Four strategies for moving through the stage of Emptiness:
1. Decide to hang in. This is hard because our instinct is to drop out – get away from the feeling. Make a decision to hold on, to continue moving through this stage. People often fail to realize they can make the decision. There is more destruction by moving back and forth, vacillating on what to do. Make the decision to hold on, and trust that this is a stage.
2. Decide that things must improve. Unfortunately, it is at this stage that we feel little energy to improve the relationship. In fact, we often feel drained by the feeling of emptiness. So, make a decision that things must improve in the relationship, and take it upon yourself to make some of these changes. It is possible to own the situation without owning the problems.
3. Decide how to re-energize, re-invigorate and re-impassion the relationship. What would it take to bring energy into the relationship? Do you need to play more? Do you need a fresh perspective? And what will bring passion back? Part of the antidote for emptiness is fullness; bringing the creative side of you back into the relationship will fill the relationship.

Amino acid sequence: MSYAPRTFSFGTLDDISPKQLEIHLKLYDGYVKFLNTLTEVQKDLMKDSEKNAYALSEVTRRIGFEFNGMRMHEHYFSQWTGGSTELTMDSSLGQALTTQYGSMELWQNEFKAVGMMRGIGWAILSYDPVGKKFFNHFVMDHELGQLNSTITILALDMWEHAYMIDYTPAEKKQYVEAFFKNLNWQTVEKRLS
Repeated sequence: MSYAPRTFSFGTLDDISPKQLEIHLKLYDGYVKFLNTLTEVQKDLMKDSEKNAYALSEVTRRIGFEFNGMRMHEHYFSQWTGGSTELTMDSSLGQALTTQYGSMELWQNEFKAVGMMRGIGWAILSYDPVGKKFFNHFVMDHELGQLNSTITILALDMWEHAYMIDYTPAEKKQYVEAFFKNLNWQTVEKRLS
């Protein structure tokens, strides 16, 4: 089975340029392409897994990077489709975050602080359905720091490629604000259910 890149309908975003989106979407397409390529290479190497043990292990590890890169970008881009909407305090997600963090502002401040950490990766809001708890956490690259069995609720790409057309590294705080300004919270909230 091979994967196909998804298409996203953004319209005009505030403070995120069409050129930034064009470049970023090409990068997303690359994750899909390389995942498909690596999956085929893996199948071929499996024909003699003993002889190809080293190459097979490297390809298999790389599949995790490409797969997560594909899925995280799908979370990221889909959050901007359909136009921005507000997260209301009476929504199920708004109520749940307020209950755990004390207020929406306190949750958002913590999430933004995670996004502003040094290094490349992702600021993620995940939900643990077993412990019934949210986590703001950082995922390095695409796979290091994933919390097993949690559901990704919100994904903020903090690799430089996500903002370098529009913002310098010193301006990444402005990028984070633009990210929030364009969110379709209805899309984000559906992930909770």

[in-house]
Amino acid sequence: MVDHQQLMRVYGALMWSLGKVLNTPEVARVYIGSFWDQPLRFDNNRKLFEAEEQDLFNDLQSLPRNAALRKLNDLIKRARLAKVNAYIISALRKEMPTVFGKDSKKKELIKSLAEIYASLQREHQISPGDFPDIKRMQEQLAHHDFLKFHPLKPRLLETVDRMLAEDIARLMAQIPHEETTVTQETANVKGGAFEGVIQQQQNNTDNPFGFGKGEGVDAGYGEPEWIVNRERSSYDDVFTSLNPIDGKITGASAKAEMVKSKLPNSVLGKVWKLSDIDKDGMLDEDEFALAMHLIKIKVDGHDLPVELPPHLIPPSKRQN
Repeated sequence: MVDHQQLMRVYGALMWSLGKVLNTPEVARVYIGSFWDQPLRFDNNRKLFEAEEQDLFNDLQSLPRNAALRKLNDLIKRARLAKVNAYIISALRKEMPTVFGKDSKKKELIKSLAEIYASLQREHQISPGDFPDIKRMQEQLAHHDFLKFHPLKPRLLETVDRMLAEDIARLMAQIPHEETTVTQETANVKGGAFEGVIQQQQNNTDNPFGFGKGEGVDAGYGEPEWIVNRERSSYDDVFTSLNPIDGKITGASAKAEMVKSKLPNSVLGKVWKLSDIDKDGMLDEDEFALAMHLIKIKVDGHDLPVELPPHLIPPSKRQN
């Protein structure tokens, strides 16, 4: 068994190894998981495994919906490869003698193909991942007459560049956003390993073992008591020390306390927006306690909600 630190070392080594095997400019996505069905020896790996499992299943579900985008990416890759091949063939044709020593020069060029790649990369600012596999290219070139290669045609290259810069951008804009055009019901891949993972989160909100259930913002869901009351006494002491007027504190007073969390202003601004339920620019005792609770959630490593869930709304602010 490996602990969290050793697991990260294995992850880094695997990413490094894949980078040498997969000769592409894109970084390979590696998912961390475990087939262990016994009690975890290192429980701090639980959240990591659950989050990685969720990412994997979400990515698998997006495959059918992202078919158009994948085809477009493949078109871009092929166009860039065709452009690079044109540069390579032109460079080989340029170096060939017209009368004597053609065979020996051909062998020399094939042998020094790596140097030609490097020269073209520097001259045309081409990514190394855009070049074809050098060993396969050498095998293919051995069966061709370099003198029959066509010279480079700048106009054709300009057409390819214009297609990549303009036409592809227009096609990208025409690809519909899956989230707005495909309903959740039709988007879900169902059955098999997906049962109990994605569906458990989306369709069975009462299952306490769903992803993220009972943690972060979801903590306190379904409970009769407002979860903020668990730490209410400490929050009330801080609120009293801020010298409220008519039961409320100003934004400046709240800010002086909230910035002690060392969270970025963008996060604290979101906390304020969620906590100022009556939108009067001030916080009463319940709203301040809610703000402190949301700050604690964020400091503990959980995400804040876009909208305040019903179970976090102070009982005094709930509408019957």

4. Move toward acceptance of the other. This is key. If the statement, “I don’t know what to do with you,” marks the stage of Emptiness, the answer is simple – accept each other for who the other is. Love them for their differences; cherish what they bring into the relationship.
These strategies move you forward through the emptiness, and move you to the final stage: Intimacy.
Stage Four: Intimacy
After viewing the fist three stages, you are probably anxious for the good news. That would be Intimacy, the goal of this journey. Intimacy is an appreciation of the differences, an understanding that these differences cause growth in both and add strength to the relationship. At the stage of Intimacy, the meaning is “We are nothing alike, and that is what makes our relationship so wonderful.” Intimacy is a full appreciation of the other. It is when we move beyond our “projections” about the other and see them for who they are. When we are caught up in our projections, we see them for who we want them to be, good and bad. Some people see only the bad in the other, while others are only able to see the good. In actuality, neither is fully correct. Yet how we see the other person so profoundly impacts how we treat them that we must take the risk and see them for who they are. When there are problems in a relationship, especially when one is considering divorce, the view of the partner is skewed. Don’t make your partner out to be evil, pretend their lack of love and kindness is a reality. They are never found with horns and pointed tail that you make them out to be. You will instead find another human being who is just as hurt and just as confused as you are. For deep reasons neither can see the other for who he or she is. That is the task of intimacy: to see the person for who that person is – and treasure it!